We had a dinner party Saturday night. We ate, and drank, and talked with old friends and new.
One of those new friends dropped a shrimp appetizer on the floor within minutes of getting there, launching that poor little sucker in front of a small group of wide-eyed spectators. Bless her heart; what a way to start the evening, with a bunch of strangers. I told her, Don’t worry. By the end of the night, I will probably have spilled red wine on my white shirt.
I was right. She laughed as she pointed it out to me later.
There were a lot of laughs shared around the table that night; mine included. At the same time, I did everything I could to hold back tears in front of these old friends and new; tears that threatened to dampen the evening’s festivities, had I let them roll. They would have been unstoppable. I didn’t want to rain on everybody’s parade because, after all, we were there for a good cause and there was much to celebrate: four more children would now be cared for in Uganda through an organization my husband and I are involved with. He leaves next week to go back.
I think it’s time for me to finally go, too.
I haven’t wanted to. There is not a cell in my body that wants to travel thirty to forty hours to get there, “shower” with an orange bucket, eat goat, and get bitten by bugs.
(I hate bugs.)
My husband likens me to the story of the princess and the pea. You get where he’s going with this.
But as much as I dislike those kinds of inconveniences, the truth is, I haven’t had the desire to do much of anything the last few years, for any reason. Oh, I dabble in this and I dabble in that…I write some, speak some, blog some… But nothing has penetrated my soul and motivated me to really do something with my life. I haven’t pursued any of those things with any real hunger or excitement.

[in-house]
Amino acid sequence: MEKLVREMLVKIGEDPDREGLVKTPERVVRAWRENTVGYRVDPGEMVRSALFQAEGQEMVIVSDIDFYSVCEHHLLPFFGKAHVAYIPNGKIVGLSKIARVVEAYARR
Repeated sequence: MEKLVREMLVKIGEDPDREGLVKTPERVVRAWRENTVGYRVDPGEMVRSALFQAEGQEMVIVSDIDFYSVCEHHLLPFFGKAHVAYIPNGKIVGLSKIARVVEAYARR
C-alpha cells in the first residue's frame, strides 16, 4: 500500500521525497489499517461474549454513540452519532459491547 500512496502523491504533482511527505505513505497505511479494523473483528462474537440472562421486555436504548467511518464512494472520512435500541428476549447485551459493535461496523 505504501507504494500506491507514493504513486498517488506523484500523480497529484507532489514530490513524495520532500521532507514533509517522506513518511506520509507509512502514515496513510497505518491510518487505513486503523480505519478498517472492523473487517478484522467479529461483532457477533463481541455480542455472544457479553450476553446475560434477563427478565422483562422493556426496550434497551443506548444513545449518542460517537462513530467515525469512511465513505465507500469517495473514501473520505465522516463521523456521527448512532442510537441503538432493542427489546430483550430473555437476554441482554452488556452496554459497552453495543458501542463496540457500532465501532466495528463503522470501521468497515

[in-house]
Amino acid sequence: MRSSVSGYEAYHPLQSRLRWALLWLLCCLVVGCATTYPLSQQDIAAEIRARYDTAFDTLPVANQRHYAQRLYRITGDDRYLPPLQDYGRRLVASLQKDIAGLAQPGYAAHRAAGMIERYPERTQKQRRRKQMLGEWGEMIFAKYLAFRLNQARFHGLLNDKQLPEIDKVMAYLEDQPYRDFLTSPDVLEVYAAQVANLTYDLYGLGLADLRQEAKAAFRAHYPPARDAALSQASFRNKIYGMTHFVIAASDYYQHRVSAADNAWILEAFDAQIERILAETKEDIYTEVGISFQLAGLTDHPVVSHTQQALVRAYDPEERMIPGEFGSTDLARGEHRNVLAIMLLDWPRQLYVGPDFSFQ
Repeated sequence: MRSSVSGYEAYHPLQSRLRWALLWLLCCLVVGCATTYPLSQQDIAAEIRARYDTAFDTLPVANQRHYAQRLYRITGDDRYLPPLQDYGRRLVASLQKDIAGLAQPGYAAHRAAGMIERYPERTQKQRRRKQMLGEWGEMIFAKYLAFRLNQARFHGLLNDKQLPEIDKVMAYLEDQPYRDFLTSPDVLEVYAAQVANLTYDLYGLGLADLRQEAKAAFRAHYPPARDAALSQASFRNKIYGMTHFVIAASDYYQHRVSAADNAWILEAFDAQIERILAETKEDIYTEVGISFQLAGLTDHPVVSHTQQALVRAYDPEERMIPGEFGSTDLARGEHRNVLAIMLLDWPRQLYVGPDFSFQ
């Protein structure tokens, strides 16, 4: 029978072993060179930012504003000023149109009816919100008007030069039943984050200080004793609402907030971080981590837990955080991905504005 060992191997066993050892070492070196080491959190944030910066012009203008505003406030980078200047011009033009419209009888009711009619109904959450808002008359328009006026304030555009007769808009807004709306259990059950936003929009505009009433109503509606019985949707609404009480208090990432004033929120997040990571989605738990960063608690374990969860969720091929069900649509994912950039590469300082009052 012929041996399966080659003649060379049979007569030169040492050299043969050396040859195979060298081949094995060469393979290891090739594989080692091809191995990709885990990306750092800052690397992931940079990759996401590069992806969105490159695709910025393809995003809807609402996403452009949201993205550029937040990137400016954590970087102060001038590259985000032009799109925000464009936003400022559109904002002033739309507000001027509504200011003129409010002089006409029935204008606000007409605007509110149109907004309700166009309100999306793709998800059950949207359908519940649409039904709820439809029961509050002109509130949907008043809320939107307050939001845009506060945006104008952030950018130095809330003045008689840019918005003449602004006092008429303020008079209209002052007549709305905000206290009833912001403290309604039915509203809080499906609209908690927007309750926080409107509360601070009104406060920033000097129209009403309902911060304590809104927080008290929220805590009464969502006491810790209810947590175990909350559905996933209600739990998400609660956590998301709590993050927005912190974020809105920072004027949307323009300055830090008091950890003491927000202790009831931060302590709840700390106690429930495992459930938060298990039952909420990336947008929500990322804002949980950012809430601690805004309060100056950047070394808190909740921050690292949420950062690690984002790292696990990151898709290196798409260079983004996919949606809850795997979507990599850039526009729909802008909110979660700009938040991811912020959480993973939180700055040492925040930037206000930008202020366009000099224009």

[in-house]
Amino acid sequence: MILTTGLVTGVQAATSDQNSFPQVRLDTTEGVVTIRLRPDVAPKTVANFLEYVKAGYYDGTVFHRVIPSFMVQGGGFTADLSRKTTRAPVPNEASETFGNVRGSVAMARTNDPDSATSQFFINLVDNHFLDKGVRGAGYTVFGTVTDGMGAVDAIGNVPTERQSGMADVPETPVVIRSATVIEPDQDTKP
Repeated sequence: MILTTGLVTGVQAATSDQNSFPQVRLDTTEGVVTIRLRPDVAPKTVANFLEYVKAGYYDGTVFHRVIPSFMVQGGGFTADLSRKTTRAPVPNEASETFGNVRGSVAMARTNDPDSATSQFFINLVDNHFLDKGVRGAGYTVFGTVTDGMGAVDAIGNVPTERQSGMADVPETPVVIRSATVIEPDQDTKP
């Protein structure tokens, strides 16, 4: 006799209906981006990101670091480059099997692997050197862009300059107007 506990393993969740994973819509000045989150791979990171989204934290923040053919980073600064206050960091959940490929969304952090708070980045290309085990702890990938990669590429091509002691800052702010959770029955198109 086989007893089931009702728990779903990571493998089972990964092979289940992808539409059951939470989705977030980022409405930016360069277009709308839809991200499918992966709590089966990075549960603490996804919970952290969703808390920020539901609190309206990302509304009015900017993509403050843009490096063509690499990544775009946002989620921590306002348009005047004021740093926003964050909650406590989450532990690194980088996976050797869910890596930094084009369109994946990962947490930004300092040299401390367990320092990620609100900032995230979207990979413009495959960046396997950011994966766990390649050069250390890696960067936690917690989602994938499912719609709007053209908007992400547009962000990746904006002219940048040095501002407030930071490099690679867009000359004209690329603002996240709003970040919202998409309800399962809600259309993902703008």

For a long time now, I have been in a very strange place. Passionless.
I’ve been trying everything to get it back. I know that some people think we each have a “calling” and we just have to find it, then go for it and make things happen. I’ve done that. I’ve made things happen.
Then there are those that subscribe to the thought of, “just love God, love others, and do what you want.” I’ve done that too.
And then there are those who say, Wait on God – He’ll show you what you should do…Yup, yup, yup. I’ve thought about it all; have tried everything in the book.
And could still give a rip.
For years I have been asking myself and God, Why? What in the world is wrong with me? Why don’t I care all that much about “going” for anything?
After that interesting night of shrimp launching and me tie-dyeing my clothing, I think I finally found my answer.
The morning after the dinner, as we headed to church, the previous evening’s events continued to go through my mind. We had talked about children living in little mud-huts trying to survive without parents, having lost them to AIDS…we talked about how happy they were to receive letters from us…how one precious girl was elated to eat her one piece of candy…we looked at pictures of kids whose dirty and tattered clothes were the only ones they had…we talked about a video in which our sponsored girl talked about how thankful she was that we would “waste” our money on her.
Waste our money on her.
That broke me. It finally broke me.
Because I finally let it.